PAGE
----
Tuesday, August 27, 2002
Relay teams from across the nation and around the globe made their way to Timberline Lodge last weekend for the 21st running of the Nationwide Insurance Hood to Coast Relay Race.
The 198-mile race, which took 1,000 teams from the foot of Mt. Hood to the Oregon Coast, began on a brisk, overcast Friday morning, and concluded in Seaside some 30 hours later.
Although the course proved rough at times, most of the 12-person teams didn’t need 30 hours to complete the race.
Winning the Men’s Elite division for the first time ever was the Atlanta Track Club, which averaged five-minute, eight-second miles to complete the relay in 16 hours, 59 minutes, 27 seconds.
Their inspired performance was enough to hold off the No. 1 seeded Team Allegra of Summit, N.J. by nearly 10 minutes (17:09:04) and two Portland-based teams, “11 Mad Dogs and an Englishman” (18:20:29), and Williams College Alumni (18:39:12).
“Having another team so close was a big help really,” Atlanta team captain Jake Johnson told The Oregonian. “When it’s late and it’s dark, your mind can wander. But with Allegra so close, it kept our minds on it. We kept complete focus the whole time.”
Baba Yaga of Monticello, Minn., finished first in the women’s division for the second straight year with a time of 21:11:27, while the Super Friends of Vancouver won the Portland to Coast High School Challenge in 13:45:32.
Three Hood River-based teams competed in the Hood to Coast Relay, with the best finish being turned in by the Mixed Open team, “We Few We Happy Few.” They finished the race in a time of 26:53:40, good for 72nd in their division.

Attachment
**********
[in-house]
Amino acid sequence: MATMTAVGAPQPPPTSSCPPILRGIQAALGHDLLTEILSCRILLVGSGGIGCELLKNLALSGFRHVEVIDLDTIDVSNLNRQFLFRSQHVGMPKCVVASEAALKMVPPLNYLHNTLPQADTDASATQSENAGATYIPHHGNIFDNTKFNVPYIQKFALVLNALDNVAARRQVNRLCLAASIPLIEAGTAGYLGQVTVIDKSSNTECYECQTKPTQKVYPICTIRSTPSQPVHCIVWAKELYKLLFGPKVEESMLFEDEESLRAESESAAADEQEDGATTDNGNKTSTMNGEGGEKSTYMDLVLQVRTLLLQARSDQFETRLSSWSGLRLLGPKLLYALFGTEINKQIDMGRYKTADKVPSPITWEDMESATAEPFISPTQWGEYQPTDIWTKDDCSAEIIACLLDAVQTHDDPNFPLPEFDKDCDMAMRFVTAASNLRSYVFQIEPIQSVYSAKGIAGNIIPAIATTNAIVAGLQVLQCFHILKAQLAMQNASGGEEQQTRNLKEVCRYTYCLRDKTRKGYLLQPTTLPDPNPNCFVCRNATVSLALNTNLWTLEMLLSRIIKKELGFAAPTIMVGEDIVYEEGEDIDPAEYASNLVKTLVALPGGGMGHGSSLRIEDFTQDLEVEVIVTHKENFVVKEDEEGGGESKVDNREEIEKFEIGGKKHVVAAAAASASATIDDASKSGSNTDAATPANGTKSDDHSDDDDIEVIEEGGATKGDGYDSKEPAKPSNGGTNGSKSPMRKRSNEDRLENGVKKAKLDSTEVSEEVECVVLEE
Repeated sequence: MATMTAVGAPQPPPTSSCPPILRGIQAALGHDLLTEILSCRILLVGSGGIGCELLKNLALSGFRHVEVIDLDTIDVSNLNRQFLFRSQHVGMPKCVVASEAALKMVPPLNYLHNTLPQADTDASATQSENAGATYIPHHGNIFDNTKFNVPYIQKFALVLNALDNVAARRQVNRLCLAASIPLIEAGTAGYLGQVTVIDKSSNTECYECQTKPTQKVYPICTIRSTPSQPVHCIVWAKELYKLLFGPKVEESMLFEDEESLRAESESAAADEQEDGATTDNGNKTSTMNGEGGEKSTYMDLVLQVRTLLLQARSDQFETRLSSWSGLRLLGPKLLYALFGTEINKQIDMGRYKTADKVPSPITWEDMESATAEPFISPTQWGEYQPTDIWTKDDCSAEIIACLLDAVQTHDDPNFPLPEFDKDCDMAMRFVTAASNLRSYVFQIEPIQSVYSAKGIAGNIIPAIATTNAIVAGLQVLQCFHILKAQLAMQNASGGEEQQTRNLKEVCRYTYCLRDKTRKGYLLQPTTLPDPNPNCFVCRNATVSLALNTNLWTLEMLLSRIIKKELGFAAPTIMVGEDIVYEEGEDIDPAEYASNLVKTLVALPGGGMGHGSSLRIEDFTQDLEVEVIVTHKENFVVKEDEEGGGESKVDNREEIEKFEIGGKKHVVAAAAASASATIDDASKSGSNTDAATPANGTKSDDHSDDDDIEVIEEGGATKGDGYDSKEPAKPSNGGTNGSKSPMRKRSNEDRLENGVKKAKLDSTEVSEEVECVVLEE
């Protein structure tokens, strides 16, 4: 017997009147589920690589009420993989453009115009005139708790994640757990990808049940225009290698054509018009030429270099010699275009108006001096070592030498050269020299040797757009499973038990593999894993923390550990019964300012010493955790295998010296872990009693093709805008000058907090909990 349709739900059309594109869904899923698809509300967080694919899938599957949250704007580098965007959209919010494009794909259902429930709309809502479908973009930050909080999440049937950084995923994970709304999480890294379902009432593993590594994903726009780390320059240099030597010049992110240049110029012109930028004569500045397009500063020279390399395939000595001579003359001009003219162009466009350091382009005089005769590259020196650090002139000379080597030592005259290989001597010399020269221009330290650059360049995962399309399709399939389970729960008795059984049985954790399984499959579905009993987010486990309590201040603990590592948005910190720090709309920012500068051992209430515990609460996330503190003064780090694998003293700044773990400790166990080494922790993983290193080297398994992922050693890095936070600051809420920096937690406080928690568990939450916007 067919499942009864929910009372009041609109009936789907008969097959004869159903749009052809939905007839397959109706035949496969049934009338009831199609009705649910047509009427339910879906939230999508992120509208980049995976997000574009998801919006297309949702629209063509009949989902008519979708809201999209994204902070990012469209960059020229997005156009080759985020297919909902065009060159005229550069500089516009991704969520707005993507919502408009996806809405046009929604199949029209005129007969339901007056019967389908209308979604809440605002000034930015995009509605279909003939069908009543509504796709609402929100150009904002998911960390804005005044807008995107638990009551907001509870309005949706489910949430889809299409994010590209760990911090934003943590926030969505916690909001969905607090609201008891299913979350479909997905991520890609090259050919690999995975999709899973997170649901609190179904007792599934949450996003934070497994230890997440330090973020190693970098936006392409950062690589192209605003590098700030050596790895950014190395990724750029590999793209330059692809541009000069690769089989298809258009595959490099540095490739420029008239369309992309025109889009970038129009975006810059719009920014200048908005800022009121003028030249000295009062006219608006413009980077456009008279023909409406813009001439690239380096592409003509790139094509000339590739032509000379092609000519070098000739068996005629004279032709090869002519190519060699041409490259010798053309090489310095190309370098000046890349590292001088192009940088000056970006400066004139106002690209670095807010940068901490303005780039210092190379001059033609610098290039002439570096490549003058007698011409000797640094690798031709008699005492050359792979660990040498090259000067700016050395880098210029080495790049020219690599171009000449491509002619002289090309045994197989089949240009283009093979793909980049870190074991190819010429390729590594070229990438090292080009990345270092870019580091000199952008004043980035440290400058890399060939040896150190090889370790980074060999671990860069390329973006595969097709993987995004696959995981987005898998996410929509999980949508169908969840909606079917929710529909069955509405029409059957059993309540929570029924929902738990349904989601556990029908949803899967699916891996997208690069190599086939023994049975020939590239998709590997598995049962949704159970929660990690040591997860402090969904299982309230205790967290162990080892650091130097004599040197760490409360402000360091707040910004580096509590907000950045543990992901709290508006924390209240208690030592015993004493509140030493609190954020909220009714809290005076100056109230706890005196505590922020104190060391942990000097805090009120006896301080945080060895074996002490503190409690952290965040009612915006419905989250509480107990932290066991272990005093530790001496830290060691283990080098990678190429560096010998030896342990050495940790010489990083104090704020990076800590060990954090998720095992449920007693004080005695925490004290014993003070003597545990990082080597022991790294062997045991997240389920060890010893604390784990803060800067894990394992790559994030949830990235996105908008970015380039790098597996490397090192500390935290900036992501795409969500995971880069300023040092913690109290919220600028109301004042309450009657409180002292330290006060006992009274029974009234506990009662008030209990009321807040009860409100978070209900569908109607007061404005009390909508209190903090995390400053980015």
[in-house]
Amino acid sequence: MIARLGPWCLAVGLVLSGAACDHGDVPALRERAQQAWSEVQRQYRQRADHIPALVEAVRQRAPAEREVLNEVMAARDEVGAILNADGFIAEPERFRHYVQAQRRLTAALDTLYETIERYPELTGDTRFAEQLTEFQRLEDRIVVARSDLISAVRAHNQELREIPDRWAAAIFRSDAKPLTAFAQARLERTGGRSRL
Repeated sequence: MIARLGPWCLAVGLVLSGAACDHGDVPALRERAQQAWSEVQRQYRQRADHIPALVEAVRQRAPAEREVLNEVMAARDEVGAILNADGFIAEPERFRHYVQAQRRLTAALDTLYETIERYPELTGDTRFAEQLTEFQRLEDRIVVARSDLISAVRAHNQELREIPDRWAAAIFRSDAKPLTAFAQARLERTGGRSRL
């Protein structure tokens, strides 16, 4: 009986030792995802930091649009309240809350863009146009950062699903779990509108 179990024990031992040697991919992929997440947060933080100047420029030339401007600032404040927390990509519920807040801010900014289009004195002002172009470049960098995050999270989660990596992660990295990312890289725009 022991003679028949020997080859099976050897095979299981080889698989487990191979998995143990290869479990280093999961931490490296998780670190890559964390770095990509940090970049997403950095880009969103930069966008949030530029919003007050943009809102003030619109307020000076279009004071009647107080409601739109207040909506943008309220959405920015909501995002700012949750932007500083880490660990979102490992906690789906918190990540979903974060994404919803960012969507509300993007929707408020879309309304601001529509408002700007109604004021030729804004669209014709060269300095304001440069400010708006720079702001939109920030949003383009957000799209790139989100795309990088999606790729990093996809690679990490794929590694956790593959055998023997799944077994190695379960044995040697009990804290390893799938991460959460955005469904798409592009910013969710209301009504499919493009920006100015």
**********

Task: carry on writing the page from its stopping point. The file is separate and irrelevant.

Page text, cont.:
Another Mixed Open team, the Gorge Plodders, finished 126th with a time of 28:19:54, while the men’s team of “12 Fools on a Hill” finished 125th with a time of 27:06:44.
Each relay team consists of 12 runners, and each team member must complete three of the race’s 36 legs. Each leg varies in distance from 3.9 to 8.2 miles. Legs also vary in difficulty, from easy to hard.
Due to the popularity of the race, entries were limited to 1,000 this year. Two other events, the Portland to Coast Walk and the Portland to Coast High School challenge also drew a lot of support.
Each race caters to a diversity of participants, from the serious runner/fitness walker to the casual teams out for the adventure of it.
Individual names of local runners were not available at time of publication. Any local runners who participated in the 2002 Hood to Coast Relay and want to share their stories are asked to contact Dave Leder in the Hood River News sports department at 386-1234.
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